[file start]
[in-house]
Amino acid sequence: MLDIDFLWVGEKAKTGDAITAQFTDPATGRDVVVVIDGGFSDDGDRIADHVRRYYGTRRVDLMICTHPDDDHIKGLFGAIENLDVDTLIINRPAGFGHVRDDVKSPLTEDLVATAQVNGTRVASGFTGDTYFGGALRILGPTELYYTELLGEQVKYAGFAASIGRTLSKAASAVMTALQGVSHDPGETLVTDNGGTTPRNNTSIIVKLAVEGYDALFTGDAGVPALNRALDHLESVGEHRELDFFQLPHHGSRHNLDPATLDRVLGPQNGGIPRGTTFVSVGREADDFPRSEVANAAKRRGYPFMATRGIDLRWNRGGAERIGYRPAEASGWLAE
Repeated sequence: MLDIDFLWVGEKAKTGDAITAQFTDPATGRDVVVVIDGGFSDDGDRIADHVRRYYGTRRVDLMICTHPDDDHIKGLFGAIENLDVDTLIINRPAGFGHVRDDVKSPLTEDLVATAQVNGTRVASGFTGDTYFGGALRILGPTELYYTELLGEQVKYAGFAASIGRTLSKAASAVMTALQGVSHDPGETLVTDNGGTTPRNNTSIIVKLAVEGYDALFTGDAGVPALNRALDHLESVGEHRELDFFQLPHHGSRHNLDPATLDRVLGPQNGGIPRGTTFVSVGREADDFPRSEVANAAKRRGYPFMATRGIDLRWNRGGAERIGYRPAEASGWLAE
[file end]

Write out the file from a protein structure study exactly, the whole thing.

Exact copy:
[in-house]
Amino acid sequence: MLDIDFLWVGEKAKTGDAITAQFTDPATGRDVVVVIDGGFSDDGDRIADHVRRYYGTRRVDLMICTHPDDDHIKGLFGAIENLDVDTLIINRPAGFGHVRDDVKSPLTEDLVATAQVNGTRVASGFTGDTYFGGALRILGPTELYYTELLGEQVKYAGFAASIGRTLSKAASAVMTALQGVSHDPGETLVTDNGGTTPRNNTSIIVKLAVEGYDALFTGDAGVPALNRALDHLESVGEHRELDFFQLPHHGSRHNLDPATLDRVLGPQNGGIPRGTTFVSVGREADDFPRSEVANAAKRRGYPFMATRGIDLRWNRGGAERIGYRPAEASGWLAE
Repeated sequence: MLDIDFLWVGEKAKTGDAITAQFTDPATGRDVVVVIDGGFSDDGDRIADHVRRYYGTRRVDLMICTHPDDDHIKGLFGAIENLDVDTLIINRPAGFGHVRDDVKSPLTEDLVATAQVNGTRVASGFTGDTYFGGALRILGPTELYYTELLGEQVKYAGFAASIGRTLSKAASAVMTALQGVSHDPGETLVTDNGGTTPRNNTSIIVKLAVEGYDALFTGDAGVPALNRALDHLESVGEHRELDFFQLPHHGSRHNLDPATLDRVLGPQNGGIPRGTTFVSVGREADDFPRSEVANAAKRRGYPFMATRGIDLRWNRGGAERIGYRPAEASGWLAE